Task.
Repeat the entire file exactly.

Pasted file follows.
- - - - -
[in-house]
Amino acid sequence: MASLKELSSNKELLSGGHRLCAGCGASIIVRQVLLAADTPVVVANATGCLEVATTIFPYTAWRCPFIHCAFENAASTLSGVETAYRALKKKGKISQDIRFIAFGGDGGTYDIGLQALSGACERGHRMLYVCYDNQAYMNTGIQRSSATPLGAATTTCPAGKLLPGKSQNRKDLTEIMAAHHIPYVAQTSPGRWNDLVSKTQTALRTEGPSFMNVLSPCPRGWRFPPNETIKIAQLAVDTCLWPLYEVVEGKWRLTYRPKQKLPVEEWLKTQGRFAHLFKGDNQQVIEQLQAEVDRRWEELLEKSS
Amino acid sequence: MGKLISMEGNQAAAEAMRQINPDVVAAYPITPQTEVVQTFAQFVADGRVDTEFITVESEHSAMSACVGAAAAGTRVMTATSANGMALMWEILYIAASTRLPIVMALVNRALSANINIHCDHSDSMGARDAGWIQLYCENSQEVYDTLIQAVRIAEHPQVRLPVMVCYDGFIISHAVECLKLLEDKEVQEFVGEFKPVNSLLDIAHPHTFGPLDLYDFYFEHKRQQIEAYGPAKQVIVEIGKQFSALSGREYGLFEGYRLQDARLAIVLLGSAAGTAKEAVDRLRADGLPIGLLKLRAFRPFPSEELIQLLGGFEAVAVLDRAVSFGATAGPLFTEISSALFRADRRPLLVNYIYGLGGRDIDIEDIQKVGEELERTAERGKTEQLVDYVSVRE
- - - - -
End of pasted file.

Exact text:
[in-house]
Amino acid sequence: MASLKELSSNKELLSGGHRLCAGCGASIIVRQVLLAADTPVVVANATGCLEVATTIFPYTAWRCPFIHCAFENAASTLSGVETAYRALKKKGKISQDIRFIAFGGDGGTYDIGLQALSGACERGHRMLYVCYDNQAYMNTGIQRSSATPLGAATTTCPAGKLLPGKSQNRKDLTEIMAAHHIPYVAQTSPGRWNDLVSKTQTALRTEGPSFMNVLSPCPRGWRFPPNETIKIAQLAVDTCLWPLYEVVEGKWRLTYRPKQKLPVEEWLKTQGRFAHLFKGDNQQVIEQLQAEVDRRWEELLEKSS
Amino acid sequence: MGKLISMEGNQAAAEAMRQINPDVVAAYPITPQTEVVQTFAQFVADGRVDTEFITVESEHSAMSACVGAAAAGTRVMTATSANGMALMWEILYIAASTRLPIVMALVNRALSANINIHCDHSDSMGARDAGWIQLYCENSQEVYDTLIQAVRIAEHPQVRLPVMVCYDGFIISHAVECLKLLEDKEVQEFVGEFKPVNSLLDIAHPHTFGPLDLYDFYFEHKRQQIEAYGPAKQVIVEIGKQFSALSGREYGLFEGYRLQDARLAIVLLGSAAGTAKEAVDRLRADGLPIGLLKLRAFRPFPSEELIQLLGGFEAVAVLDRAVSFGATAGPLFTEISSALFRADRRPLLVNYIYGLGGRDIDIEDIQKVGEELERTAERGKTEQLVDYVSVRE